With an intense desire to let the world know that I was still eager to make that imprint on the world, I couldn’t allow myself to listen to doctors who thought I was too weak to do anything but lie in bed. A month after being discharged from the ICU, I landed the lead role in the musical OLIVER! – tubes, bags, starving, and parched. I was so hungry for my strength back that I put myself through my own physical therapy every day, and ended up leaping across the stage in CATS. I still wanted to make an impact on my community by teaching nursery school, learning karate, and working on a cabaret act.
With a new goal of fearlessness, I didn’t let my new restrictions extinguish my passions. Rather than avoid food, I became obsessed with it and learned how to cook, starting a food blog and making Thanksgiving dinner for 30 guests, still not able to eat a morsel. I played with my hunger by creating a chocolate company, entertaining myself for hours making edible creations for the business I had set up out of sheer starvation.
Eventually, I picked up a paintbrush…and my world changed. I found a way to express things that were too complicated, painful and overwhelming to put into words. The next year, I put hundreds of mixed media and acrylic creations in an art show, displaying work that expressed everything I’ve been through throughout these seven years.
I didn’t expect a turnout, but was surprised by hundreds of guests who came to see what I had done all of these years, to know that I hadn’t just got lost in the woodwork. I was still alive, still vital.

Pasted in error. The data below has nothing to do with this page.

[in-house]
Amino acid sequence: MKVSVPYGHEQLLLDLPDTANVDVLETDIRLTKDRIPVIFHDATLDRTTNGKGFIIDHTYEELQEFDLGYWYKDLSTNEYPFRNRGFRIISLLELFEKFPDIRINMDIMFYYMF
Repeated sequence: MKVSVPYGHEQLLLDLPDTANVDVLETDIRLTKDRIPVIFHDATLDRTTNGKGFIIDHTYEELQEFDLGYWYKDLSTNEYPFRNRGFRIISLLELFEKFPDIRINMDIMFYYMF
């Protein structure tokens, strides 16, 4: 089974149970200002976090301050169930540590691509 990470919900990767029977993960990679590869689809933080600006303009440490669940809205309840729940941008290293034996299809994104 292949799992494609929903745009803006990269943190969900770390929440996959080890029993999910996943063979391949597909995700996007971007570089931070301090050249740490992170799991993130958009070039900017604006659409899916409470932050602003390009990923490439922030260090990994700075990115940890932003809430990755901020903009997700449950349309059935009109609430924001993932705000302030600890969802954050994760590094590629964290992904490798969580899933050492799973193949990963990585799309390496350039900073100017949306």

I was unexpectedly betrayed by my own body, tested, dehumanized, and put back together, but differently, like a mosaic. Throughout the struggles, I have always kept that spark of hope in the back of my throat, that I’d be able to share my story, that I have survived this trauma for a reason: to reach out to the world, like I once did as a performer for something more than entertainment. After this detour, I still just want to give to the world, and now I can in a deeper sense.
Now I know that my role in life is still to be that same passionate performer I once aspired to as a child, but now with the even greater gift of a story to tell.
At 27, I still hunger to my mark on the world, perform, finish college, and not let nine years of medical complications and frustrations separate me from my dream of education, connection, and spiritual fulfillment. I will still get there, perhaps by different means, and even a different end. Now with satisfaction in my body, real nourishment flowing through me, and true appreciation of little daily blessings, anything is possible.
Hunger has taught me so much and will always be my intimate companion as I continue to crave inspiration, my mark on the world, and everything life can offer me. Life has taught me that goals aren’t always accomplished…which can be a blessing in disguise. Thank you hunger, thank you life, for giving the opportunity to discover new goals I didn’t realize I could achieve or even had wanted in the first place. You have given my life unexpected meaning by breaking the bonds of expectation.
Photo by arianne leishman